Northern Prairie Wildlife Research Center
At least 100 available GISs of various types for a wide array of computers are available from many government agencies, universities, and commercial vendors (Parker 1991). It is hoped that wildlife managers desiring to use GIS technologies will not get bogged down in the bits, bytes, and ". . . primordial ooze of system development or primitive promotions" (Giles 1991:5), but will become excited about the capabilities provided by GISs to gain ".. . explanatory, descriptive, and predictive control ..."(Giles 1991:5) of ecosystems.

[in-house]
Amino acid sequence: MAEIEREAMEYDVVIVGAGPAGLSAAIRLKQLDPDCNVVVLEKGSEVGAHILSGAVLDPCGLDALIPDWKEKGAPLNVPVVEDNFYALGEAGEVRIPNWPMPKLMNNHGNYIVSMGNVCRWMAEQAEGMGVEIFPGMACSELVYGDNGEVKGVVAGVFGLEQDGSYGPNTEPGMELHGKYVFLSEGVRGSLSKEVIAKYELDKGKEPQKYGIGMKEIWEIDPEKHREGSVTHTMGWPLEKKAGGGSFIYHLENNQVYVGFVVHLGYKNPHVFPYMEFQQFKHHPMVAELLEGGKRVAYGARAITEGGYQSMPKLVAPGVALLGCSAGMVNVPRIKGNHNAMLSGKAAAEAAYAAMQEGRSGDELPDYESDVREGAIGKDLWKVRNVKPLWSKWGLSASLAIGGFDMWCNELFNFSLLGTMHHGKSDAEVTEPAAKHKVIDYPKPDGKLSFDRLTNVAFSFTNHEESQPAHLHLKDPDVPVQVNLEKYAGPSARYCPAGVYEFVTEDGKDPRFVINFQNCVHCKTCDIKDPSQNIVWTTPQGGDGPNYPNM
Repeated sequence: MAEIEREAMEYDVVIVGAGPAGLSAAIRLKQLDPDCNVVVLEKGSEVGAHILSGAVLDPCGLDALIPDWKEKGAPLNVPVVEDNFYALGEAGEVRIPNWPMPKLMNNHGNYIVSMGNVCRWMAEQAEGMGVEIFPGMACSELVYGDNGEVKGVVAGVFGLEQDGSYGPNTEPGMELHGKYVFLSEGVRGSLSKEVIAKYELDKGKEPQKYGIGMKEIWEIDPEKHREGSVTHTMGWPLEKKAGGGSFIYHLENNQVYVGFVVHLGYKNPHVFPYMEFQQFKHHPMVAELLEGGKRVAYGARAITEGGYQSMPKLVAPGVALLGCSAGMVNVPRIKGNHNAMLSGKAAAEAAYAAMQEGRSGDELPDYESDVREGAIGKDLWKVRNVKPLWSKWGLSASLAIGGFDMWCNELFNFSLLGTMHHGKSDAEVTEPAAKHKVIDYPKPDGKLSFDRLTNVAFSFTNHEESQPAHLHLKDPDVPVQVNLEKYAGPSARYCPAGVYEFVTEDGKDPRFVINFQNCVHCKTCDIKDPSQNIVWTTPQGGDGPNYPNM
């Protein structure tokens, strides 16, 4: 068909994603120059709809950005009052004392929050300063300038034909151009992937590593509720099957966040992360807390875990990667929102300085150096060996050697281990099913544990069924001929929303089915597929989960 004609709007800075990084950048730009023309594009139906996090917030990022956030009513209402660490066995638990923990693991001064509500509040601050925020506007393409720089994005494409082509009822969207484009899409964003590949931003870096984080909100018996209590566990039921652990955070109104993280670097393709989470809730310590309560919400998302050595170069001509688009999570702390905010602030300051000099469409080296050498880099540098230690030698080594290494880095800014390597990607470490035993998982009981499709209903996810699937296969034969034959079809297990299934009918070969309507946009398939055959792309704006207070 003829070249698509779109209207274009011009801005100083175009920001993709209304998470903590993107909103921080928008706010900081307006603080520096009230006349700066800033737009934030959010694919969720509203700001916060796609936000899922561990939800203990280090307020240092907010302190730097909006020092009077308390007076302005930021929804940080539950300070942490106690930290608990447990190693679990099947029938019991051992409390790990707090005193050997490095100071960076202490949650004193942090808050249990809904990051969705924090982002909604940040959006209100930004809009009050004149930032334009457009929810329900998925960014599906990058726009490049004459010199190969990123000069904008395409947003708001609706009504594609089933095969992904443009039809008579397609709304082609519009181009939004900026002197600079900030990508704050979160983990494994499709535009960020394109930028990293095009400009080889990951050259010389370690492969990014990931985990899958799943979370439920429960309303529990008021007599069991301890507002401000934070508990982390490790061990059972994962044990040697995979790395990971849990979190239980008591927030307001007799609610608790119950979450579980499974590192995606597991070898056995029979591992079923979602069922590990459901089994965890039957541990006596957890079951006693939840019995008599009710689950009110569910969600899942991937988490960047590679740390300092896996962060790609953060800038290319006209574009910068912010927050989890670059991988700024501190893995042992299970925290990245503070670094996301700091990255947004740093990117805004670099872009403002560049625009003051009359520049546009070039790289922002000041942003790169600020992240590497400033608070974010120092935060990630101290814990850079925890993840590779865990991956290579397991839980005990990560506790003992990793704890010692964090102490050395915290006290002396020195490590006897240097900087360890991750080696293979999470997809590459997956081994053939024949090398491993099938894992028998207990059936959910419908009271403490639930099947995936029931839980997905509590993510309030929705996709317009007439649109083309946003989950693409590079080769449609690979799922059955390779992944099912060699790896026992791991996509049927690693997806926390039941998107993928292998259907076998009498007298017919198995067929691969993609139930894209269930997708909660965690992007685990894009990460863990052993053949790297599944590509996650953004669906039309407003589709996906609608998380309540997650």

|Fig. 17. -- (upper left) Landsat TM data used for estimating current waterfowl production and simulating waterfowl production after various habitat changes were simulated. Fig. 18. -- (upper right) Habitat classes derived from Landsat TM data and used in simulating waterfowl production. Fig. 19. -- Three habitat changes simulated by using editing functions of a GIS. Fig. 19A. -- (upper center) depicts the creation of a large impoundment. Fig. 19B. -- (lower center) depicts the simulated conversion of 50% of the existing cropland to CRP planted cover. Fig. 19C. -- (bottom) shows the location of a simulated predator barrier fence surrounding tall, dense, nesting cover.|